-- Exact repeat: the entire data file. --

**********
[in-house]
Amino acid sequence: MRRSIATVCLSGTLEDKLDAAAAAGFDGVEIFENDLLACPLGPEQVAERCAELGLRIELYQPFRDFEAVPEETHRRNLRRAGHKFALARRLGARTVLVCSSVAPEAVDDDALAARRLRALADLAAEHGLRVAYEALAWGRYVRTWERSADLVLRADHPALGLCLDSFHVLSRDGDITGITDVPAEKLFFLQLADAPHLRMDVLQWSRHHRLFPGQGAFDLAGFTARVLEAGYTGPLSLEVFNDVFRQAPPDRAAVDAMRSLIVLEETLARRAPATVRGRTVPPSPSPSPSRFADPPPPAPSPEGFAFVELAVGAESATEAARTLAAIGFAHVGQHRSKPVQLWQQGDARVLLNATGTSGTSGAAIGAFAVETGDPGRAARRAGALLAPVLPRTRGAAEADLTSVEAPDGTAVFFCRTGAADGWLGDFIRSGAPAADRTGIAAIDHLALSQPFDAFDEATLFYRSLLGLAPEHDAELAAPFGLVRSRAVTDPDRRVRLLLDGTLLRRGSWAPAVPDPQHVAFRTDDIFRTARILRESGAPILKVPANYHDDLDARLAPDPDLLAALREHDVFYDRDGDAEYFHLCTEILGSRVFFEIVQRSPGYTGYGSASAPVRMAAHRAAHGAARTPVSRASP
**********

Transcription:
[in-house]
Amino acid sequence: MRRSIATVCLSGTLEDKLDAAAAAGFDGVEIFENDLLACPLGPEQVAERCAELGLRIELYQPFRDFEAVPEETHRRNLRRAGHKFALARRLGARTVLVCSSVAPEAVDDDALAARRLRALADLAAEHGLRVAYEALAWGRYVRTWERSADLVLRADHPALGLCLDSFHVLSRDGDITGITDVPAEKLFFLQLADAPHLRMDVLQWSRHHRLFPGQGAFDLAGFTARVLEAGYTGPLSLEVFNDVFRQAPPDRAAVDAMRSLIVLEETLARRAPATVRGRTVPPSPSPSPSRFADPPPPAPSPEGFAFVELAVGAESATEAARTLAAIGFAHVGQHRSKPVQLWQQGDARVLLNATGTSGTSGAAIGAFAVETGDPGRAARRAGALLAPVLPRTRGAAEADLTSVEAPDGTAVFFCRTGAADGWLGDFIRSGAPAADRTGIAAIDHLALSQPFDAFDEATLFYRSLLGLAPEHDAELAAPFGLVRSRAVTDPDRRVRLLLDGTLLRRGSWAPAVPDPQHVAFRTDDIFRTARILRESGAPILKVPANYHDDLDARLAPDPDLLAALREHDVFYDRDGDAEYFHLCTEILGSRVFFEIVQRSPGYTGYGSASAPVRMAAHRAAHGAARTPVSRASP